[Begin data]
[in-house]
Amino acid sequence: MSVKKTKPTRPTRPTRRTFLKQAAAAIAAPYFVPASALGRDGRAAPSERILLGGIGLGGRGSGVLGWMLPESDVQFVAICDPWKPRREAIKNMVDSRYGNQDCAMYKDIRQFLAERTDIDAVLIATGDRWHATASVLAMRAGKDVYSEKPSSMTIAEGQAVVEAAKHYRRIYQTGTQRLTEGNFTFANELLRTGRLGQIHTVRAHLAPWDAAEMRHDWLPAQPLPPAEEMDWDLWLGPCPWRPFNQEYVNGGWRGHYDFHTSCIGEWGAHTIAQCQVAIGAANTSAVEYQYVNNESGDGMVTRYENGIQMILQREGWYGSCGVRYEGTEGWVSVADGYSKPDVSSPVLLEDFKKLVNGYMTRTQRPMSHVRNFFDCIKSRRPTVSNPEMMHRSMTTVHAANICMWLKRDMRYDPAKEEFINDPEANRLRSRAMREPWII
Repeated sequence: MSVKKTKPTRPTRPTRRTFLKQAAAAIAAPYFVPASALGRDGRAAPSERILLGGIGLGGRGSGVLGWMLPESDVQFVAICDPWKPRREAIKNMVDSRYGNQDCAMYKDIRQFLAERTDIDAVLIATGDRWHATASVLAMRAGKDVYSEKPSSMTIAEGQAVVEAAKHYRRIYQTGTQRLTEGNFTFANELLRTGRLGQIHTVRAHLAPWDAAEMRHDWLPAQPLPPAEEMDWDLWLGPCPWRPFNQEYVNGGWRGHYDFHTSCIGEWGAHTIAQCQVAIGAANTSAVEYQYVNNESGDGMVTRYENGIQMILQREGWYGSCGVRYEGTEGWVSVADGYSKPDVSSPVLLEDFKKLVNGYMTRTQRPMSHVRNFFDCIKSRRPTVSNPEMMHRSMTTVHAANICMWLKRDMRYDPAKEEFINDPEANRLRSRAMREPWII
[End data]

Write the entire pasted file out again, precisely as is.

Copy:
[in-house]
Amino acid sequence: MSVKKTKPTRPTRPTRRTFLKQAAAAIAAPYFVPASALGRDGRAAPSERILLGGIGLGGRGSGVLGWMLPESDVQFVAICDPWKPRREAIKNMVDSRYGNQDCAMYKDIRQFLAERTDIDAVLIATGDRWHATASVLAMRAGKDVYSEKPSSMTIAEGQAVVEAAKHYRRIYQTGTQRLTEGNFTFANELLRTGRLGQIHTVRAHLAPWDAAEMRHDWLPAQPLPPAEEMDWDLWLGPCPWRPFNQEYVNGGWRGHYDFHTSCIGEWGAHTIAQCQVAIGAANTSAVEYQYVNNESGDGMVTRYENGIQMILQREGWYGSCGVRYEGTEGWVSVADGYSKPDVSSPVLLEDFKKLVNGYMTRTQRPMSHVRNFFDCIKSRRPTVSNPEMMHRSMTTVHAANICMWLKRDMRYDPAKEEFINDPEANRLRSRAMREPWII
Repeated sequence: MSVKKTKPTRPTRPTRRTFLKQAAAAIAAPYFVPASALGRDGRAAPSERILLGGIGLGGRGSGVLGWMLPESDVQFVAICDPWKPRREAIKNMVDSRYGNQDCAMYKDIRQFLAERTDIDAVLIATGDRWHATASVLAMRAGKDVYSEKPSSMTIAEGQAVVEAAKHYRRIYQTGTQRLTEGNFTFANELLRTGRLGQIHTVRAHLAPWDAAEMRHDWLPAQPLPPAEEMDWDLWLGPCPWRPFNQEYVNGGWRGHYDFHTSCIGEWGAHTIAQCQVAIGAANTSAVEYQYVNNESGDGMVTRYENGIQMILQREGWYGSCGVRYEGTEGWVSVADGYSKPDVSSPVLLEDFKKLVNGYMTRTQRPMSHVRNFFDCIKSRRPTVSNPEMMHRSMTTVHAANICMWLKRDMRYDPAKEEFINDPEANRLRSRAMREPWII